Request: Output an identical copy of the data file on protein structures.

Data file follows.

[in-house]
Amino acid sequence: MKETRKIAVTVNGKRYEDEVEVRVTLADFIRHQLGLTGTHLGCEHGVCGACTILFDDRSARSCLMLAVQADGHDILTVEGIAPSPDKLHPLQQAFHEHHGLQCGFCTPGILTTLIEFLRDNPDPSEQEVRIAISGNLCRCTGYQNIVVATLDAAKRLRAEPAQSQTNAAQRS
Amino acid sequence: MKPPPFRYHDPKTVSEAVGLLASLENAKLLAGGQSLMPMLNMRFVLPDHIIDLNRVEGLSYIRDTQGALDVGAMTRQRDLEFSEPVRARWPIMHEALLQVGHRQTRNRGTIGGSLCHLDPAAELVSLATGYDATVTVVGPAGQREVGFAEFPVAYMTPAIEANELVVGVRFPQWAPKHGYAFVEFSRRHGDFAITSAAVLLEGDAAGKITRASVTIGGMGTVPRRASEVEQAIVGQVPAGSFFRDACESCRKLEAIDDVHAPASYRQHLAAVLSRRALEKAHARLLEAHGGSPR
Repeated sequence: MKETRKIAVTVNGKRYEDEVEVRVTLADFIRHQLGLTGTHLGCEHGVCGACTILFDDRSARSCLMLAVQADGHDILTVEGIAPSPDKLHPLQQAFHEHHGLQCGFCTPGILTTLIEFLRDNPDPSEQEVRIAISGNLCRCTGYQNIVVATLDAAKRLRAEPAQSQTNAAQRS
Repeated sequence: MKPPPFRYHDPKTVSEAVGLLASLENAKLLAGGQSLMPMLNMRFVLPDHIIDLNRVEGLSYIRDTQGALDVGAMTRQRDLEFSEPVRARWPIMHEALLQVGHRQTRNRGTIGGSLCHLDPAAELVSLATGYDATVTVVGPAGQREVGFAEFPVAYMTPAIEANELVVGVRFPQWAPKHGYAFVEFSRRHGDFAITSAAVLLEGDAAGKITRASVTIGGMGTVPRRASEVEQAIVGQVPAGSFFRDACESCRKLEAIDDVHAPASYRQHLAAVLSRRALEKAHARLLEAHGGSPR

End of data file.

[in-house]
Amino acid sequence: MKETRKIAVTVNGKRYEDEVEVRVTLADFIRHQLGLTGTHLGCEHGVCGACTILFDDRSARSCLMLAVQADGHDILTVEGIAPSPDKLHPLQQAFHEHHGLQCGFCTPGILTTLIEFLRDNPDPSEQEVRIAISGNLCRCTGYQNIVVATLDAAKRLRAEPAQSQTNAAQRS
Amino acid sequence: MKPPPFRYHDPKTVSEAVGLLASLENAKLLAGGQSLMPMLNMRFVLPDHIIDLNRVEGLSYIRDTQGALDVGAMTRQRDLEFSEPVRARWPIMHEALLQVGHRQTRNRGTIGGSLCHLDPAAELVSLATGYDATVTVVGPAGQREVGFAEFPVAYMTPAIEANELVVGVRFPQWAPKHGYAFVEFSRRHGDFAITSAAVLLEGDAAGKITRASVTIGGMGTVPRRASEVEQAIVGQVPAGSFFRDACESCRKLEAIDDVHAPASYRQHLAAVLSRRALEKAHARLLEAHGGSPR
Repeated sequence: MKETRKIAVTVNGKRYEDEVEVRVTLADFIRHQLGLTGTHLGCEHGVCGACTILFDDRSARSCLMLAVQADGHDILTVEGIAPSPDKLHPLQQAFHEHHGLQCGFCTPGILTTLIEFLRDNPDPSEQEVRIAISGNLCRCTGYQNIVVATLDAAKRLRAEPAQSQTNAAQRS
Repeated sequence: MKPPPFRYHDPKTVSEAVGLLASLENAKLLAGGQSLMPMLNMRFVLPDHIIDLNRVEGLSYIRDTQGALDVGAMTRQRDLEFSEPVRARWPIMHEALLQVGHRQTRNRGTIGGSLCHLDPAAELVSLATGYDATVTVVGPAGQREVGFAEFPVAYMTPAIEANELVVGVRFPQWAPKHGYAFVEFSRRHGDFAITSAAVLLEGDAAGKITRASVTIGGMGTVPRRASEVEQAIVGQVPAGSFFRDACESCRKLEAIDDVHAPASYRQHLAAVLSRRALEKAHARLLEAHGGSPR